While the exchange of ideas about Sterling was going on, I was tapped on the shoulder by other tweets and Facebook status updates and reminded that I should stop talking about the racist NBA franchise owner and instead turn my attention to the over 250 girls who were the victims of a mass kidnapping in Nigeria. So, I took a break from racism in America and took time to talk about these babies, the danger they are facing, the cruelty of selling bringbackthem for about $12 apiece to a bunch of creepy grown men, the lack of respect for girls and women, and the seeming inaction of various entities in facilitating the search and rescue necessary to bring them home. I was at the height of my tirade when I was reminded that I’m still supposed to be indignant over the disappearance of a whole plane full of whole people, irate over the lack of equal pay for women for equal work, furious with the Supreme Court for the way it seems to be chipping away at Affirmative Action, sad over the loss of life from the South Korean ferry that sunk, vigilant about conserving water for the drought here in Northern California though a lot of that would be solved if we weren’t still routing so much of our water to Southern planeCalifornia, worried about the plight of black youth in America while daily crying over Trayvon Martin, and a whole bunch of other tomfoolery that plagues my life and the lives of those around me. All I am really trying to do is figure out when I’m supposed to sleep, eat, or work if I’m expected to spend my every waking moment fighting causes, signing petitions, weeping openly, and going into verbal tirades based in righteous indignation. The truth is – I’m tired.

Most of the time, I feel like I’m being pursued, arrested, charged, tried, and imprisoned by the Care Police; those folks in social media, in one’s family, and sometimes, right in one’s home, who are constantly telling everyone where there concerns should lie. If too much focus is in one area, members of the Care Police force will swoop right in to tell others they shouldn’t be talking about reality show stars’ adult film forays but should instead be worried about global warming and all the hungry children in some third world county. They will remind folks they aren’t really as black or as conscious or as down as they could or should be because they are wondering if the missing white girl of the day has been found instead of worrying and wringing their hands over the missing girls in Nigeria. It doesn’t matter that one is capable of being concerned about ALL the girls, the new social networking requirement indicates one must comply and show verbally and/or written forms of their concern for the cause du jour, according to the Care Police official agenda. With all these spoken and unspoken expectations, it’s is amazing if one can complete any task from start to finish when her care rations are so thinly spread.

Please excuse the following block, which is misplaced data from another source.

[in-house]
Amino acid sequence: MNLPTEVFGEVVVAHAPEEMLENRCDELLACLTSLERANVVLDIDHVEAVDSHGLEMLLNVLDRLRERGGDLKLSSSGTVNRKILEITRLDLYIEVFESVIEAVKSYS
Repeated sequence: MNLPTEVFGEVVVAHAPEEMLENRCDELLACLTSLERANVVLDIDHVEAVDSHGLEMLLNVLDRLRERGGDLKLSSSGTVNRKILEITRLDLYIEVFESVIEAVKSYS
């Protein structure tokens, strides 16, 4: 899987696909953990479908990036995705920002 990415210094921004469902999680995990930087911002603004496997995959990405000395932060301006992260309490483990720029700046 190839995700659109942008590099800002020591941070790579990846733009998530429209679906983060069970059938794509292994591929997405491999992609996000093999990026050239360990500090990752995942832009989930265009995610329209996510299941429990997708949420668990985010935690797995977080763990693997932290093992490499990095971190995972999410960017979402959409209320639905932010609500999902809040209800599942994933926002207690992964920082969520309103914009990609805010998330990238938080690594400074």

To maintain my sanity and to feel like my level of concern is relevant and my resulting actions effective, I’ve learned to break away from the self-righteous grasp of the Care Police and develop my own ideas about how to deal with the craziness of the day. Social helpactivism starts in the home. One doesn’t need petitions, picket signs, and scathing emails to get that started. Take up the cause of being aware before obsessing over everything else. Ask the question, “Am I meaningfully connected to those close to me? Do I help my friends and family?” Starting there and THEN working one’s way outward to the more far reaching issues of the world is the most reasonable plan of action. It makes no sense to first worry about what happened abroad or in the next state over if one’s best friend is suffering. Though ALL these issues matter, starting where one can do the most to help is the best way to influence people and circumstances.

My toddler niece was scheduled for a surgical procedure today and another young relative of mine is in a hospital now getting a picc line that will hopefully be the cure for what ails him. My friends and family are concerned, anxious, and worried. How can I overlook that and spend the majority of my time with my mind on Nigeria, South Korea, racist rhetoric, and everything else crazy happening right now when the people I love the most are close enough for me to help RIGHT NOW?

Make no mistakes about it; I absolutely care about kidnapped girls, disappearing planes, ferries sinking, and wealthy racists with influence over the well-being and progress of black and brown people. I will always rage against the tomfoolery of the day, be it local or international. However, I realize what I do to counteract those things means absolutely nothing if I step over my sister laying in the street to get to my flight to go fight trouble outside my home. Who am I if not the keeper of those I proclaim to love?